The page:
The entire point of the IoT from a business standpoint is to collect data. Thus, as a CMO using the IoT, you need to be proficient in data analytics—or employ someone who does—to ensure this portion of the IoT is working for you. That’s not as easy as it sounds. By now, most of us understand the importance of keeping our data clean and—hopefully—gathering and processing it in real-time. But the truth is, “big data” is about more than simply pulling data from your IoT sensors. It’s about knowing how to look at the data critically, knowing which data points hold the most value when used in which algorithm, and using those insights to make real, critical change at the customer experience level. This is where many CMOs and IoT projects fall short.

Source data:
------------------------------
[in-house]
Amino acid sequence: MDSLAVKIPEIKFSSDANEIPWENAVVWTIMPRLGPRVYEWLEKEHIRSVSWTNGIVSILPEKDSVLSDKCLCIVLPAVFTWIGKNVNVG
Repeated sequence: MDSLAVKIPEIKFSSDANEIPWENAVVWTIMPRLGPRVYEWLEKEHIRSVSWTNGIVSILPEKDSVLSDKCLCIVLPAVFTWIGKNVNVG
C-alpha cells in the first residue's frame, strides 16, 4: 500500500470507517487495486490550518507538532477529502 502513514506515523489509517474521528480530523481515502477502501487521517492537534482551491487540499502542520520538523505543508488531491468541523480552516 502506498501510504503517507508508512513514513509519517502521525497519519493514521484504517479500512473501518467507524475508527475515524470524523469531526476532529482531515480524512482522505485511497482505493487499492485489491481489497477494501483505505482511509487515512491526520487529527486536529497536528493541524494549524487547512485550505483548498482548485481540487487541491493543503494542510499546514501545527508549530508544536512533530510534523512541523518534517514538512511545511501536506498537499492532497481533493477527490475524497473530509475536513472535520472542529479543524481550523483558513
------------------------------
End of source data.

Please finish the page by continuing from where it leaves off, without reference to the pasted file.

Because many companies are still in the no man’s land between legacy-era marketing efforts and truly badass digital transformation, we’re seeing a lot of projects and IoT efforts that are a little, for lack of a better word, clunky. How many times do you see the same message in the same boring format from a company across multiple channels? Have you ever been asked to donate more money to a cause before you’ve been thanked for your previous donation? What about ad campaigns that are clearly targeted to you based on a factor like weight or age? Most CMOs haven’t yet mastered the IoT, and that’s fine. But they need to be making efforts to do it soon. After all, nearly 90 percent of B2B companies are using digital content marketing in 2019. Chances are good some of them are already doing it better than you.

CMOs and IoT: Must Curate Content